If you get to the point where you find the free screeners helpful but want something far more advanced, then it’s time to check out the fee-based screeners. In addition to detailed company information, the more advanced stock screeners will also provide you more features and functionalities such as a ranking system for your stock results based on the criteria you plugged in. Many even have the ability to import the results on to an Excel spreadsheet to save for your easy reference. You’ll find some good ones on Morningstar, Portfolio123, Stock Investor Pro and Stock Screen 123 (this one is considered the gold standard in many ways).

Another attractive feature on the fee-based stock screeners is the “back testing” feature. If that is a new term for you, as an investor, then it’s time to embrace the concept. Back testing is a way to review the historical data of a stock and then reconstruct your investments by using that historical information as an investment strategy. In other words, let’s say you like to buy a stock after it appears to bottom out and begins a major reversal into an uptrend, then sell at the stop, wait for it to go back down and do the same again. In other words, you essentially engage in market timing. Does that strategy work better than buy and hold on a particularly volatile stock, for instance? This feature will help you to find out.

With back testing, you plug in your buy and sell criteria for a set block of time that you specify. The application runs the numbers for you by whichever strategies you test. It’s quite interesting to see the difference in dollar amounts from an historical perspective. What’s even more important is that it allows you to refine your strategy going forward. You can play out the various investing scenarios to see the results you would have achieved. Does your strategy beat the market or underperform? The results can surprise you. Hopefully, you become a more successful investor as a result.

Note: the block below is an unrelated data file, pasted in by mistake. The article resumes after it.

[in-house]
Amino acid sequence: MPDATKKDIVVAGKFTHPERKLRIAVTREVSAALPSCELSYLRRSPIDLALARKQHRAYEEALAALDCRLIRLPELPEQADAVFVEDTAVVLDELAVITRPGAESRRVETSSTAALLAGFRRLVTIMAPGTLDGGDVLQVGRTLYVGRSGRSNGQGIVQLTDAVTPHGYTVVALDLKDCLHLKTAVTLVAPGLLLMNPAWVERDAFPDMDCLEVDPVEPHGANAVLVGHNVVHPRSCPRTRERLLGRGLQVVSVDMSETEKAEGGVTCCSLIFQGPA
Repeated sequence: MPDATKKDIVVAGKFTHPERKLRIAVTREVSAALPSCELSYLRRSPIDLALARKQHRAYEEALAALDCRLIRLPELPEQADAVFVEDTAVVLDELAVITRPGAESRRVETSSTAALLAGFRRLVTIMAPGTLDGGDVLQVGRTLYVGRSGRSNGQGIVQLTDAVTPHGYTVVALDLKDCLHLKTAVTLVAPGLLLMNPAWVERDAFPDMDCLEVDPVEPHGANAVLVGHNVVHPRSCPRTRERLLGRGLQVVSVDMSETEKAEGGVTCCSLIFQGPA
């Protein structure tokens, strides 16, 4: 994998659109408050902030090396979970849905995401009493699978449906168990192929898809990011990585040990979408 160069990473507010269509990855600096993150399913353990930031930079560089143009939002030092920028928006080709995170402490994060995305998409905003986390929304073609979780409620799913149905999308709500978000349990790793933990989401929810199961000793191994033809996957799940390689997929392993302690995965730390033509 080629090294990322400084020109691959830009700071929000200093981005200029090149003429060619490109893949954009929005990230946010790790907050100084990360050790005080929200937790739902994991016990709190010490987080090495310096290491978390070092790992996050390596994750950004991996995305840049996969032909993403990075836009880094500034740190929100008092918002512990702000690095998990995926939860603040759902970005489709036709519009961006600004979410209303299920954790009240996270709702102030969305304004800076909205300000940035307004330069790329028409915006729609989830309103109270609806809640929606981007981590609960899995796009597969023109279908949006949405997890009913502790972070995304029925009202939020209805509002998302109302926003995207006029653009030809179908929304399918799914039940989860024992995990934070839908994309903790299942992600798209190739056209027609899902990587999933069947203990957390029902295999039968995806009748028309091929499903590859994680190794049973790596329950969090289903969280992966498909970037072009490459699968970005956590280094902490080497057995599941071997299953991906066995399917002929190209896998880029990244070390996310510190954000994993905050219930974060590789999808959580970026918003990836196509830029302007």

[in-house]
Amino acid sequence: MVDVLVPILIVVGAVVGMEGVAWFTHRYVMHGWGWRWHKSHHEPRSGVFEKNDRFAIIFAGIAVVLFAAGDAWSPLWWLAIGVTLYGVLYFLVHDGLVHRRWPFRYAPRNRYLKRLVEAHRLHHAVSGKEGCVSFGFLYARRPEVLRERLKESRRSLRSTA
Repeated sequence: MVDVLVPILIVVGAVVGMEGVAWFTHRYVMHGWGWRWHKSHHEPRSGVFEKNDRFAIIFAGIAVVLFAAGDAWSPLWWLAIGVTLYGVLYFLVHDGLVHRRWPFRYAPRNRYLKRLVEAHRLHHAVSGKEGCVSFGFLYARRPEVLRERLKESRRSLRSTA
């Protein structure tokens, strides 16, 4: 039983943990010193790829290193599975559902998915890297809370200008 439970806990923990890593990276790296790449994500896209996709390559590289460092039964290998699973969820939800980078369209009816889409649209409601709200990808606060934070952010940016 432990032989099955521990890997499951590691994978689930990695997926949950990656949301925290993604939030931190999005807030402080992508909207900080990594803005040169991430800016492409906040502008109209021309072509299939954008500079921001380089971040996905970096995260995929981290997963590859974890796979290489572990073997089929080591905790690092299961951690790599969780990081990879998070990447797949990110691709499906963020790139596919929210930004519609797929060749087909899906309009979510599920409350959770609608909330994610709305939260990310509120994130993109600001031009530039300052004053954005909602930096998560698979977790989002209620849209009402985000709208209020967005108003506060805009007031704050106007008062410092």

The really good screeners also give you statistical analysis of your strategies including profit/loss, volatility, ratios, returns and more. But it should also be said that back testing has its flaws so it’s important to understand that past performance is no guarantee of future results. The value of your results also depend on whether you have chosen a long enough period of time and whether you are comparing stocks only in one sector or to a broader selection across several sectors. Still, historical data and analysis does allow you to refine your strategies to one degree or another, which is the whole point of back testing. To try a simple back testing application, visit, or

So, thanks to technology, it may not be as difficult as you may think to find those 25 needles in that haystack. It still took some work and careful searching, but companies you never would have looked for, heard of or found on your own could suddenly become a part of your portfolio…and are doing well.

What does this mean to you? Smart investing takes time. Unless you are an investor with lots of time on your hands, any available tool to help you find and research new investment opportunities puts you a step closer to your investment goals. Using a screener to weed out the underperforming companies and zero in on the top producers in various industries or even those who have the potential to reach the top, is certainly a way to optimize the time you spend making investment choices. It’s an easy way to present you with new investing options and then let you back test your strategies to become a smarter and more successful investor overall.